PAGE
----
Roses can be purchased as bare-root plants or as potted plants. Bareroot roses are frequently sold as packed roses. Rather than soil, they have their roots packed in moisture-holding media like peat moss. When the packing material is removed, the roots become visible. Only a limited amount of bare-root stock can be planted in the early spring. Before the plants may produce shoots, they must be planted in the ground. Before planting, bare-root plants may need to be pruned. Many distinct cultivars of bare-root roses are commonly sold. Potted roses are great for the casual home gardener who just wants a few plants and likes to plant in the spring.
Planting beds should be prepared at least a month in advance of the planting date. The beds are prepared to a depth of 60-75 cm, and a 45-60 cm wide trench is dug to a depth of 30 cm.
- Before planting, remove the top 30 cm of topsoil from the trenches. The planting distance is determined by the type of roses and the area. A 60 x 30 cm gap is recommended. For the cultivation of cut flowers, Roses are typically planted at 60 x 60 cm spacing.
- The planting hole must be deep and wide enough to accommodate the roots of the plant. Because roses don’t like moist feet, the location must have sufficient drainage.
- Mix the dirt that was removed from the planting hole with a generous amount of garden compost, peat moss, or other organic materials. Place a small amount of this mixture in the bottom of the planting hole before inserting the rose shrub.
- In mild regions, the plant’s crown should be at ground level. In cold areas, it should be 2 to 3 inches below ground level.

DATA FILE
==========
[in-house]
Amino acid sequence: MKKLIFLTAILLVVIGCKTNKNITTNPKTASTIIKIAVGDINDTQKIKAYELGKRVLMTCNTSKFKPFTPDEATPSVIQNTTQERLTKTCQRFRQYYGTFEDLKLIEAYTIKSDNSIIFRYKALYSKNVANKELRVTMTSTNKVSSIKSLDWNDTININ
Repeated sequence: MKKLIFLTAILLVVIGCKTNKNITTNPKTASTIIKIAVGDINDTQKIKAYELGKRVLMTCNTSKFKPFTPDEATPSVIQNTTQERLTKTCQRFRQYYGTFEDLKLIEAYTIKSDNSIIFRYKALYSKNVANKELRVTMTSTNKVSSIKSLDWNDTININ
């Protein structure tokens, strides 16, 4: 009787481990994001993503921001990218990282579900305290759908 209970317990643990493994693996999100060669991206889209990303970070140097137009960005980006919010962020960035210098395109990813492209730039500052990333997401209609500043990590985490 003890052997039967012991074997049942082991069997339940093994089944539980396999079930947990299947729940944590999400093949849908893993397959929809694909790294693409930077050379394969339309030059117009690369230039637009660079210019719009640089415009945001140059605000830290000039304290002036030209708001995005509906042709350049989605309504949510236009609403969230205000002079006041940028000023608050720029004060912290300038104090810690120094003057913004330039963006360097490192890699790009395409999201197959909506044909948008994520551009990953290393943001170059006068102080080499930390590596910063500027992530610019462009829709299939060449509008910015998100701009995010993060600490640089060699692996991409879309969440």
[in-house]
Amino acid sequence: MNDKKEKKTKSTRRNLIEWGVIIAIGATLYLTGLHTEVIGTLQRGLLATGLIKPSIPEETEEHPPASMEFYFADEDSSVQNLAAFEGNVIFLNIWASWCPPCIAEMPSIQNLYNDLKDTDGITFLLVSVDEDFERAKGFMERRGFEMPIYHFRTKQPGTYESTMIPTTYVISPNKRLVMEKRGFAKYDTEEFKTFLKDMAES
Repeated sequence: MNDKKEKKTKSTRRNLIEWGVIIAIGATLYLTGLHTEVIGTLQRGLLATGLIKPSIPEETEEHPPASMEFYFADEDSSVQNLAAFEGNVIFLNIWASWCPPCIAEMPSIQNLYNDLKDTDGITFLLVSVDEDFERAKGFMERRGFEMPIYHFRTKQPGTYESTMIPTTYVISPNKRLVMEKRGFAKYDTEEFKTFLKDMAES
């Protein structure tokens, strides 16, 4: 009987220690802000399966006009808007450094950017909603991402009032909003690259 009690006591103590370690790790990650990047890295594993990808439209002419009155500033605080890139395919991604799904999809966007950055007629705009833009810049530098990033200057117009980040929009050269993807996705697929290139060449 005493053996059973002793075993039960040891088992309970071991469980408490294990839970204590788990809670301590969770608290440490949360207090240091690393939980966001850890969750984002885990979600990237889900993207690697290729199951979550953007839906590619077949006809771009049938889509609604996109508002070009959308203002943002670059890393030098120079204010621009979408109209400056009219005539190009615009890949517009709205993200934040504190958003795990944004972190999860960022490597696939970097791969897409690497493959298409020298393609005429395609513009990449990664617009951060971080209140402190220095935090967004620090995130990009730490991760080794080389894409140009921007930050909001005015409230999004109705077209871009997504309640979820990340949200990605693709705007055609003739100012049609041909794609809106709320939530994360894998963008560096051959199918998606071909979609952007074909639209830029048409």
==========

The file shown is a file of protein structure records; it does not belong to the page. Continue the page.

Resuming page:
- After that, partially fill the hole with the soil mixture and add a slow-release fertilizer before watering thoroughly. After that, finish filling the hole with the rest of the earth.
- Water once more, then mound loose earth over the rose’s branches to protect it as it adjusts to its new location.
- If you’re planting many rose bushes together, make sure to plant them at least 3 feet apart to give them enough space to expand as they mature.
Water your roses well and place a thick layer of mulch around each plant. Water fresh roses every 2-3 days, especially if the weather is dry until the plants establish themselves. When the plant begins to put forth new growth, you’ll know they’re established. Once your plant has reached this stage, you may proceed to the standard rose bush management indicated below.
Roses should be trimmed to eliminate weaker and dead wood and to enhance their look. Pruning is also necessary for controlling the quality and number of flowers produced. To cut branches, use only sharp cutting instruments such as pruning shears or a fine-toothed saw. Remove dead, broken, weak, or extra branches by cutting close to the spot on the crown where they originate, leaving no stubs behind. Make a 45° angle cut just above a bud that faces the direction you want fresh shoots to develop to reduce long stems.
Watering promotes the development of a deep, robust root system that will support all of those lovely blossoms. During the growing season, feed your bushes with a granular fertilizer sprinkled into the soil every six weeks. Feeding should be stopped six weeks before the first frost date, and watering should be stopped once the ground freezes. Continue to water the shrub if you live in a frost-free region. This is also a time to remove any dead or diseased branches.
For more information on roses and how to care for them, consult an expert at your local nursery or garden center.